• Give occasional sermons dedicated to addressing violence and trauma in the home. It is the clergy’s responsibility to tell their congregation that abuse is not condoned and that shaming and blaming is not acceptable.
  • Make listings of resources available to any congregant needing help.
  • Do not pressure the victim to stay and pray it out. If they have decided to leave, offer them help, and do not cut them off from the congregation.

How to Tell the Difference Between Healthy Arguments and Abuse

We all hope for our relationships to be as peaceful as possible. However, regardless of how healthy our relationships are, there are occasions where we will disagree with our partners and have arguments. When both parties are willing to seek a resolution to the disagreements in a healthy way, it is indicative of healthy dynamics. Unfortunately, not all relationships are built on a sense of respect and equal partnership. If you have found yourself wondering if the arguments with your partner are abusive, there are few things to look out for.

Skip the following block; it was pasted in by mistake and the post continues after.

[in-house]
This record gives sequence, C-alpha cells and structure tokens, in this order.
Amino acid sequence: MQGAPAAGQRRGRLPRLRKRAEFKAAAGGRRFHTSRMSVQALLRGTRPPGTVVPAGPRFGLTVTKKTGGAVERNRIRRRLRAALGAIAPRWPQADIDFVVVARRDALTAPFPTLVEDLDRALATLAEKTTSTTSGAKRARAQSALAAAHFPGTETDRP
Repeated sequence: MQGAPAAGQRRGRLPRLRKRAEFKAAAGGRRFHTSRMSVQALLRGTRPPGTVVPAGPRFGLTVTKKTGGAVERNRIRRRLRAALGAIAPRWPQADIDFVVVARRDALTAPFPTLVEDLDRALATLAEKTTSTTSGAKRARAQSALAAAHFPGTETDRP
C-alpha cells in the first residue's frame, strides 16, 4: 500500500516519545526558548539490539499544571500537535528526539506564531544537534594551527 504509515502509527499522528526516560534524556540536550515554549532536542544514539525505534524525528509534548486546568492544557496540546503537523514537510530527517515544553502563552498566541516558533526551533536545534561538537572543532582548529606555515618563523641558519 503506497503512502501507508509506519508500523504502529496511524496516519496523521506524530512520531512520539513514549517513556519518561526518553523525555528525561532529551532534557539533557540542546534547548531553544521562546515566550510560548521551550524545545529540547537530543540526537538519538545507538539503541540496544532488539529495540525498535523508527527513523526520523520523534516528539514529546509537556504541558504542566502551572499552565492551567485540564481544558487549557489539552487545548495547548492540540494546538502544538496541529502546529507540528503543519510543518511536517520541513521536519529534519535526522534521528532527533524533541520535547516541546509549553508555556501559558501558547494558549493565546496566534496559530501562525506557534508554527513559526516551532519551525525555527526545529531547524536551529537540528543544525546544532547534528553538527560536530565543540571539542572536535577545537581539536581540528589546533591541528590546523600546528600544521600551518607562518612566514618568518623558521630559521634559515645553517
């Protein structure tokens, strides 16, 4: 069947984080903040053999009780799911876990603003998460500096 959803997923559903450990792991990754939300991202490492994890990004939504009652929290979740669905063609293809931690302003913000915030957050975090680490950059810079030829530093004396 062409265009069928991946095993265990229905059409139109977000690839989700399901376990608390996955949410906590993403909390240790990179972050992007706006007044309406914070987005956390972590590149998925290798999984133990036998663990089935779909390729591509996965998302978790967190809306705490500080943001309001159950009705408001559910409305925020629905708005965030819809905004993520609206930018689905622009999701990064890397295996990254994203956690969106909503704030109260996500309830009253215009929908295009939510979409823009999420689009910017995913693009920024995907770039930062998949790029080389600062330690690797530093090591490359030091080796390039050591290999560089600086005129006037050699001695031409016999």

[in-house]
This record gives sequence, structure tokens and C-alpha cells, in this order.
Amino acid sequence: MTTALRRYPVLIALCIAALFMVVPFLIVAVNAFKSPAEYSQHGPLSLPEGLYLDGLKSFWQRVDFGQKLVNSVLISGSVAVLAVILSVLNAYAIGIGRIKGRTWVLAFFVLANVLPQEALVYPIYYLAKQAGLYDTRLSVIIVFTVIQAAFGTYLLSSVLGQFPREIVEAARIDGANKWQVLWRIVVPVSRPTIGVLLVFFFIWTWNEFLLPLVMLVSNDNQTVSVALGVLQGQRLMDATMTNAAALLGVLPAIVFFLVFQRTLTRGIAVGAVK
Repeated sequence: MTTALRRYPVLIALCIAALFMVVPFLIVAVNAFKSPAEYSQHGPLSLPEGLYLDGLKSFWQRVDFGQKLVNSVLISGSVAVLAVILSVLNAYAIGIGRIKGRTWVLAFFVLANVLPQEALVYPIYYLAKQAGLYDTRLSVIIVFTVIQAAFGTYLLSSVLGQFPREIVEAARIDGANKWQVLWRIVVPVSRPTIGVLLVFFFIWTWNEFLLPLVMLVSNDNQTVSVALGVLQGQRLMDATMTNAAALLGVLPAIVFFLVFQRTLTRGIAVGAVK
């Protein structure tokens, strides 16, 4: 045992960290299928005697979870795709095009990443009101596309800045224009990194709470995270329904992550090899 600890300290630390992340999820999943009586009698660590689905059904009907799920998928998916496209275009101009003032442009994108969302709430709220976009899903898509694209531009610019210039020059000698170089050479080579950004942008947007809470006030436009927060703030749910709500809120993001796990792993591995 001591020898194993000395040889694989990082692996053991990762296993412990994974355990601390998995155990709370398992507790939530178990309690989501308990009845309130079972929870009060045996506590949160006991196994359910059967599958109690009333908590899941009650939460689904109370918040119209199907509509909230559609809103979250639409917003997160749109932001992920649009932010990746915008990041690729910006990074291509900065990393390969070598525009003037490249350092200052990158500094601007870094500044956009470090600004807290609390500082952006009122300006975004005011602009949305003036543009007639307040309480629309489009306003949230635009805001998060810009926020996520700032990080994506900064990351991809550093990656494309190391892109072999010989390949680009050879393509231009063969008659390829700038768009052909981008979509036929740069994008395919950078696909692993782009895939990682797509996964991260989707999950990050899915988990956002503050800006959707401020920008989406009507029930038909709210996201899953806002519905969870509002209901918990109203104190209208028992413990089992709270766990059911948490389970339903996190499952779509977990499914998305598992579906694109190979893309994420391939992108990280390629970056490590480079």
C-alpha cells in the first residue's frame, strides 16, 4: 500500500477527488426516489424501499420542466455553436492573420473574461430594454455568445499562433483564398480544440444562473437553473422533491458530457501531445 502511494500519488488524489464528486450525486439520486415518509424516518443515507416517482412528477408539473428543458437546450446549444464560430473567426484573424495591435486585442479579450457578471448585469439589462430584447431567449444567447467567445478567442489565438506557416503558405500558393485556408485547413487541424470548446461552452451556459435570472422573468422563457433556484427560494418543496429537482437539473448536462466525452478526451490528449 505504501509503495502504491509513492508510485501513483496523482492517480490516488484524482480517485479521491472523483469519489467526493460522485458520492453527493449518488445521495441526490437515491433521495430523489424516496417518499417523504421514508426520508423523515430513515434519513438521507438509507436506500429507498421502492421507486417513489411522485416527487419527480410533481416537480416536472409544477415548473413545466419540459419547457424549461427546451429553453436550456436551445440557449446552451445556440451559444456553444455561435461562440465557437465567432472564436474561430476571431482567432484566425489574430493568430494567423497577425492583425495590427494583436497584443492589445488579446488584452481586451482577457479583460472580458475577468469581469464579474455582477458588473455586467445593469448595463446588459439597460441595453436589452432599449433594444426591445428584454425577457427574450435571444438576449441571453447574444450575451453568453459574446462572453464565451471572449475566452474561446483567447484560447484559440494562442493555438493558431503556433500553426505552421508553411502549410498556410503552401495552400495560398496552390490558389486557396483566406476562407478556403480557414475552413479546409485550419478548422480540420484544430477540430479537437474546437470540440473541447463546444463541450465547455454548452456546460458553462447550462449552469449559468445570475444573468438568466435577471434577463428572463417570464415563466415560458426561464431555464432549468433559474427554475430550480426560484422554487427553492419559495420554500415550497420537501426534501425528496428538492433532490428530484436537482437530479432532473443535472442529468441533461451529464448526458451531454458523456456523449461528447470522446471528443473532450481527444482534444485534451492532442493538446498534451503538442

Healthy Arguments

Arguments that occur in healthy relationships tend to be isolated incidents. And are resolved by both parties actively working to come up with a solution that is fair to both people.

Characteristics of healthy arguments may include the following:

  • Arguing about chores, spending habits, grooming or hygiene, raising children, or difficult family or friends typically occur as a result of one party feeling unheard or from built-up frustration.